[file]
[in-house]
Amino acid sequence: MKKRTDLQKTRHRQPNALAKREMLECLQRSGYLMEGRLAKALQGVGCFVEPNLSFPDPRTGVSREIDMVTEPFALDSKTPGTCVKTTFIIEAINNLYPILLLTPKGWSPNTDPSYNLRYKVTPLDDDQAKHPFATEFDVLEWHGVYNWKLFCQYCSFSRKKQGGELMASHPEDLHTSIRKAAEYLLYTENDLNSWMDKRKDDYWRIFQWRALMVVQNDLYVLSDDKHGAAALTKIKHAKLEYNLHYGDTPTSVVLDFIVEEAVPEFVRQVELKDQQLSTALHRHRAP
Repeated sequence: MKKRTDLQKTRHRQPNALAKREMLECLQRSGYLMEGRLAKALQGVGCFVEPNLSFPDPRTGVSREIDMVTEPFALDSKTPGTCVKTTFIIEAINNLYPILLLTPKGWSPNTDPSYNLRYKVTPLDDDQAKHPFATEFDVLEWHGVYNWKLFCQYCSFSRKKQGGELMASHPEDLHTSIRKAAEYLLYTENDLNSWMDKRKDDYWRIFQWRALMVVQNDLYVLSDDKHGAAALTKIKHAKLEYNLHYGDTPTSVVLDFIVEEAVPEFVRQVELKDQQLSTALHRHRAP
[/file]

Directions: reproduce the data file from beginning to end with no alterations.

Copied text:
[in-house]
Amino acid sequence: MKKRTDLQKTRHRQPNALAKREMLECLQRSGYLMEGRLAKALQGVGCFVEPNLSFPDPRTGVSREIDMVTEPFALDSKTPGTCVKTTFIIEAINNLYPILLLTPKGWSPNTDPSYNLRYKVTPLDDDQAKHPFATEFDVLEWHGVYNWKLFCQYCSFSRKKQGGELMASHPEDLHTSIRKAAEYLLYTENDLNSWMDKRKDDYWRIFQWRALMVVQNDLYVLSDDKHGAAALTKIKHAKLEYNLHYGDTPTSVVLDFIVEEAVPEFVRQVELKDQQLSTALHRHRAP
Repeated sequence: MKKRTDLQKTRHRQPNALAKREMLECLQRSGYLMEGRLAKALQGVGCFVEPNLSFPDPRTGVSREIDMVTEPFALDSKTPGTCVKTTFIIEAINNLYPILLLTPKGWSPNTDPSYNLRYKVTPLDDDQAKHPFATEFDVLEWHGVYNWKLFCQYCSFSRKKQGGELMASHPEDLHTSIRKAAEYLLYTENDLNSWMDKRKDDYWRIFQWRALMVVQNDLYVLSDDKHGAAALTKIKHAKLEYNLHYGDTPTSVVLDFIVEEAVPEFVRQVELKDQQLSTALHRHRAP